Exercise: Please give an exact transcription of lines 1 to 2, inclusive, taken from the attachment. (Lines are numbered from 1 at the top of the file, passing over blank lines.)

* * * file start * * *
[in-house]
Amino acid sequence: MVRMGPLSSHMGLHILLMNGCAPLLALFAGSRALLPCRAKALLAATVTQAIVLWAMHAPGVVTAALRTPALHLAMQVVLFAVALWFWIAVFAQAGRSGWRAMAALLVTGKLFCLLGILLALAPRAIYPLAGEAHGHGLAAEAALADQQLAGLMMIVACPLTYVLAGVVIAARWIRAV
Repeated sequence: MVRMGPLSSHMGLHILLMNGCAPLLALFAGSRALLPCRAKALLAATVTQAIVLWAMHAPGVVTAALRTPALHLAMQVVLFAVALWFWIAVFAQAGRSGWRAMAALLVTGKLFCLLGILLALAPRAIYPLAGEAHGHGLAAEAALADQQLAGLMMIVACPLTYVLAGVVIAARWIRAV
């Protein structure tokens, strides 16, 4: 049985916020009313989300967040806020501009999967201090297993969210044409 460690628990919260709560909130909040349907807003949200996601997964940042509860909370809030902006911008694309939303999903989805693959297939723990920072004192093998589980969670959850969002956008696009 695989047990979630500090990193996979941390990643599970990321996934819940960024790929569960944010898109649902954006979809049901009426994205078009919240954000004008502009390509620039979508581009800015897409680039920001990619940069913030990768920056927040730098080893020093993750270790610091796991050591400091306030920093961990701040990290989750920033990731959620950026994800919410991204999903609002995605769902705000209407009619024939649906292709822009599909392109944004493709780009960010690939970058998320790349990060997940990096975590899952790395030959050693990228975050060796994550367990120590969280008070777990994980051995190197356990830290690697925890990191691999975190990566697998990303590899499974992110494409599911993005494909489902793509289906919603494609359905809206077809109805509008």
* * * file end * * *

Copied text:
[in-house]
Amino acid sequence: MVRMGPLSSHMGLHILLMNGCAPLLALFAGSRALLPCRAKALLAATVTQAIVLWAMHAPGVVTAALRTPALHLAMQVVLFAVALWFWIAVFAQAGRSGWRAMAALLVTGKLFCLLGILLALAPRAIYPLAGEAHGHGLAAEAALADQQLAGLMMIVACPLTYVLAGVVIAARWIRAV